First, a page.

After a person has her hearing before an Administrative Law Judge (ALJ), she has to wait for the formal decision to arrive. Even if it is clear from what happened at the hearing that the ALJ has approved the claimant, nothing more can happen until the decision is on paper and signed.
A Dramatic Decline In Quality
As I have posted before, there is not much reason to read a fully-favorable decision. A claimant should read either a partially favorable or an unfavorable decision each time. As I read ALJ decisions and I have noticed a dramatic decline in the quality of these written opinions.
Too Few Workers And Too Many Decisions
From what ALJ's have told me, there is a shortage of workers--called decision writers-- to prepare the judge's decision and present it to her for review and signature. At the same time, Social Security is pressuring ALJ's to get more decisions out. Something has to give and that something appears to be the quality of said decisions.
Many, Many Errors
In the last six months, I have read some really terrible decisions. I had one where the ALJ stopped her evaluation of the case at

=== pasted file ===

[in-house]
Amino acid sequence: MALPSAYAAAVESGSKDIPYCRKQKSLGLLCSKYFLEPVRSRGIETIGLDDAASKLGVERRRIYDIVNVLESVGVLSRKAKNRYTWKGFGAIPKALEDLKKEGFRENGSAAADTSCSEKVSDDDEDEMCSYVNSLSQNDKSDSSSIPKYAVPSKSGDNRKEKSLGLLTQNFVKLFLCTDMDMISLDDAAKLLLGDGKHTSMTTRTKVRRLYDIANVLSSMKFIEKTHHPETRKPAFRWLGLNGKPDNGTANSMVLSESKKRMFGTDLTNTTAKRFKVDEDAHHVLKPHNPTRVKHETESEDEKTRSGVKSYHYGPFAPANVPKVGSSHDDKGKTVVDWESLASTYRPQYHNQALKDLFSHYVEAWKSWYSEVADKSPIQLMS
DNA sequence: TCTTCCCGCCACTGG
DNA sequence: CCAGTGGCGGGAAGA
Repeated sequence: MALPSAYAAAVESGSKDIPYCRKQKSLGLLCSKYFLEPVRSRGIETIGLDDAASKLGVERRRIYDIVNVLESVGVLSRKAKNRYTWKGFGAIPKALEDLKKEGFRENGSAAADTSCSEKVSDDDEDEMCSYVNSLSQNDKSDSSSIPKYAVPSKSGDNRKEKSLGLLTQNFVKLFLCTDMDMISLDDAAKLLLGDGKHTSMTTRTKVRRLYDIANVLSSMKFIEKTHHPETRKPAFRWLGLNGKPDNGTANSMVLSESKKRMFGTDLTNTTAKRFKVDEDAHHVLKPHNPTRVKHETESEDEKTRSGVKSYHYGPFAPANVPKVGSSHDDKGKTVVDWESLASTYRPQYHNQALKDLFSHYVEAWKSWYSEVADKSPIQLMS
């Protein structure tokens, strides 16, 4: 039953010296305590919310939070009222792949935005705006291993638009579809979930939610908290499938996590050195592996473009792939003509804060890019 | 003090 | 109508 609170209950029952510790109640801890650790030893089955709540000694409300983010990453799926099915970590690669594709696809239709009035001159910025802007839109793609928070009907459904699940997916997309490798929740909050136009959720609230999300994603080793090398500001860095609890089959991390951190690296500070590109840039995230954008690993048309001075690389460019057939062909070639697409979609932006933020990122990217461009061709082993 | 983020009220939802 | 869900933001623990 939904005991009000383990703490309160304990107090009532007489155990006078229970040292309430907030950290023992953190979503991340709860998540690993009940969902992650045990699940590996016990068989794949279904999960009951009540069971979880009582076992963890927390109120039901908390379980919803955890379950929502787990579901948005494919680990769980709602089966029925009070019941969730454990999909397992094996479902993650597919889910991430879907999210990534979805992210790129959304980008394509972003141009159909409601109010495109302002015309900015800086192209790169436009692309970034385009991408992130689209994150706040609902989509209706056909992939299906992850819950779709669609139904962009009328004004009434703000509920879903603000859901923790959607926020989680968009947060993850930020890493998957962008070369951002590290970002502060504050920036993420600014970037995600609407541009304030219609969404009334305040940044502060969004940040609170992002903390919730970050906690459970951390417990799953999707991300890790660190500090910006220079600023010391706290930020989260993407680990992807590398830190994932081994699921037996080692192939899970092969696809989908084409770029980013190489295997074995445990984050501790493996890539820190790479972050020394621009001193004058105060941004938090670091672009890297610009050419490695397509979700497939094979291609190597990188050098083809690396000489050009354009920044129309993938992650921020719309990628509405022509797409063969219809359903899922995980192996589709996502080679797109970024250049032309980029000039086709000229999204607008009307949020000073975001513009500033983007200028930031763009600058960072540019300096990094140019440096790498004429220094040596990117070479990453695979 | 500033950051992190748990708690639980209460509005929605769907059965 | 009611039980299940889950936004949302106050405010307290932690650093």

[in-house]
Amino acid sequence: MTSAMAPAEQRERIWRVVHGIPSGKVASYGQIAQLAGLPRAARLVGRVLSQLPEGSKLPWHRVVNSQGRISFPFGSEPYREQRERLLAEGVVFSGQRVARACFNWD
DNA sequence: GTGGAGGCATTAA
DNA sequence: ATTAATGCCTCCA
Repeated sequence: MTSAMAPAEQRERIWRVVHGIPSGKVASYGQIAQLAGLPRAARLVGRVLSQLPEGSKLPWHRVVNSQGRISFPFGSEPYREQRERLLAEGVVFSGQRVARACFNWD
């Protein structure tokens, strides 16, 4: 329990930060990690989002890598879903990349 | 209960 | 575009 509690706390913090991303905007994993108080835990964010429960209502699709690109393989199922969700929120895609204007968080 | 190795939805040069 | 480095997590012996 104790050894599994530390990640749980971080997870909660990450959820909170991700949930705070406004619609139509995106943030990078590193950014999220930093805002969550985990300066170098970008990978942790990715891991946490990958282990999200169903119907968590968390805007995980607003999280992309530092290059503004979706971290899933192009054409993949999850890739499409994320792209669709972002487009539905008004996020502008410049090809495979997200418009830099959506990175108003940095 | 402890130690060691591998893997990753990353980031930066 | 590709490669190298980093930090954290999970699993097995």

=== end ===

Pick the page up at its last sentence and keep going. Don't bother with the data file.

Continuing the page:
Step 3, even though Social Security mandates a 5-Step evaluation process. Another decision cited a Social Security ruling that does not exist. One ALJ included less than one page of analysis of the medical evidence--when the file contained nearly 2,000 pages of health records. Lately, I have also seen decisions that quote apparently random sections of the medical records. The decision writers seem to be simply cutting and pasting without doing any evaluation at all. Indeed, some of the quoted medical records actually support the opposite of what the decision says.
Will The Appeals Council Act?
The only practical step available to a claimant who gets one of these shoddy decisions to go to the Appeals Council (AC). Supposedly, the AC is now focused on the quality of ALJ decisions. We shall see if the AC means what they say as a flood of really terrible decisions make their way to them on appeal. My suspicion is that all of the AC's talk about the quality of the decisions is just that--talk.
I will be curious to see if the AC starts sending cases back to ALJ's because the quality of the decision is so poor. I won't be holding my breath.
Did you get poorly written or poorly reasoned ALJ decision? What did you do? Let me know.